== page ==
Ratan Tata set his engineers the task of building a car under 100,000 rupees to put his countrymen on four wheels. This and other highlights from the New Delhi Auto Expo.
The other Nano
You've undoubtedly heard of the iPod Nano, and may even have the tiny music player tucked in a pocket or hanging from a lanyard around your neck. You can't tote the Tata Nano that way, but New Delhi-based Tata Motors is hoping its new subcompact has as powerful an effect on the automotive market as Apple's iPod did in media gadgetry.
The most striking thing about the car, though, isn't its size. It's the price: about 100,000 rupees, or about AU$2,900. Tata's goal is to get the Nano in the driveways of Indian citizens who otherwise couldn't afford four-wheeled transportation. Hence the company's preferred description of the vehicle: the People's Car.
The man behind the Nano
Ratan Tata, chairman of parent company Tata Group, stands with the Nano after driving it on stage at the New Delhi Auto Expo on Thursday. He explained the motivation behind the car this way:
"I observed families riding on two-wheelers -- the father driving the scooter, his young kid standing in front of him, his wife seated behind him holding a little baby," he said at the unveiling ceremony, according to Tata's press release. "It lead me to wonder whether one could conceive of a safe, affordable, all-weather form of transport for such a family."
What do you get for AU$2,900?
The cabin of the car seats four people "comfortably ... with generous leg space and head room". The five-door hatch is taller (1.6m) than it is wide (1.5m). From front to back, it measures 3.1m -- that's half-a-metre shorter than the current Mini.
Motivation comes from a two-cylinder, 623-cc fuel-injected engine. Tata says that this marks the first time that a two-cylinder petrol engine with a single balancer shaft is being used in a car. The model pictured here is the standard version.
Aiming high and aiming low
This is the deluxe model, though Tata didn't specify how it qualifies as such. The company emphasised that despite its size, the People's Car meets safety requirements. The car has an all sheet-metal body, crumple zones, seat belts, and tubeless tires. Tailpipe emissions are within regulatory bounds, and the fuel-efficient Nano "has a lower pollution level than two-wheelers being manufactured in India today," the company says.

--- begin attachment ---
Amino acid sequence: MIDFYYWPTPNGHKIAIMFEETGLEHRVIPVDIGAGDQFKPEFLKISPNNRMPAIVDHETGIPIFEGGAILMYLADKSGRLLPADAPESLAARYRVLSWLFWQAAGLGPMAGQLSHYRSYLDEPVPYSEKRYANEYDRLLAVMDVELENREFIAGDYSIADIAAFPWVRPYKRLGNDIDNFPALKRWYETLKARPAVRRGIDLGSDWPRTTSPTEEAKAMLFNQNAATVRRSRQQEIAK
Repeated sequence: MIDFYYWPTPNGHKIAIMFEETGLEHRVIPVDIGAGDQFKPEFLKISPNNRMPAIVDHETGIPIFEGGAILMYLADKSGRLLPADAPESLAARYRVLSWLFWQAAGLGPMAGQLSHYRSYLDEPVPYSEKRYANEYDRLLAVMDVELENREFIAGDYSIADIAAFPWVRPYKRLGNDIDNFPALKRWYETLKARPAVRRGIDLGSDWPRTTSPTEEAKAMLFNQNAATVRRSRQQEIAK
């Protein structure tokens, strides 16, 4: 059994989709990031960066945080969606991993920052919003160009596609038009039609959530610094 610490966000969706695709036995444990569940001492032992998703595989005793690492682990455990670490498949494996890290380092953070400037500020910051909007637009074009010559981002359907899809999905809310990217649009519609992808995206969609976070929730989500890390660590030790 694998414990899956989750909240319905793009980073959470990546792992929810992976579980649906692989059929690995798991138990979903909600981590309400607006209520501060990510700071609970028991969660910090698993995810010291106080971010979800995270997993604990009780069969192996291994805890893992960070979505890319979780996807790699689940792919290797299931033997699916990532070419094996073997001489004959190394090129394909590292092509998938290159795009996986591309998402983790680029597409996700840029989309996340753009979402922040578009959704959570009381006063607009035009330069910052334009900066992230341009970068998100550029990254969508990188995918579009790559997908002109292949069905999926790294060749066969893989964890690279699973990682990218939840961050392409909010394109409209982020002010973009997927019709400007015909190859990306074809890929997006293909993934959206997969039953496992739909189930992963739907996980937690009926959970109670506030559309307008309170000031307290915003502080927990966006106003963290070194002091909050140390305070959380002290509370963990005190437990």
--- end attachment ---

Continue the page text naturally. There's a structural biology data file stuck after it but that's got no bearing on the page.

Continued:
The cars will go on sale in India later this year. According to
Coming soon to Australia
Small cars were a common sighting at the New Delhi Auto Expo, as too were European and U.S. automakers looking to catch the eye of Indian auto buyers. This is the Fiat 500, which has won a swag of awards overseas, including European Car of the Year. It will go on sale sometime in Oz this year for around AU$20,000.
VW goes back to the future
Also on display was the Volkswagen Up concept car, a design intended for urban settings. Like the original "people's car", the VW Beetle, it features a rear-mounted engine.
Star of the show
A key competitor for Tata Motors is Maruti Suzuki India, a branch of Japan's Suzuki, that currently has a lock on 50-percent of the Indian market. This is Maruti Suzuki's A-Star concept car which, the company says without offering any details on eventual production models, "symbolises the next level of (Suzuki Motor's) India commitment."
Suzuki does big too
Another Maruti Suzuki concept car at the New Delhi show is the sleek Kizashi, which CNET's Wayne Cunningham says shows the Japanese automaker's burgeoning infatuation with "big, gaudy, and brawny wagons".
Chevy goes small
General Motors, meanwhile, brought its well-travelled Chevrolet WTCC Ultra concept car. The turbo-diesel WTCC Ultra sports several flights of fancy, including a carbon fibre body and rubberised dashboard. Its styling is a pointer to the next Holden Barina.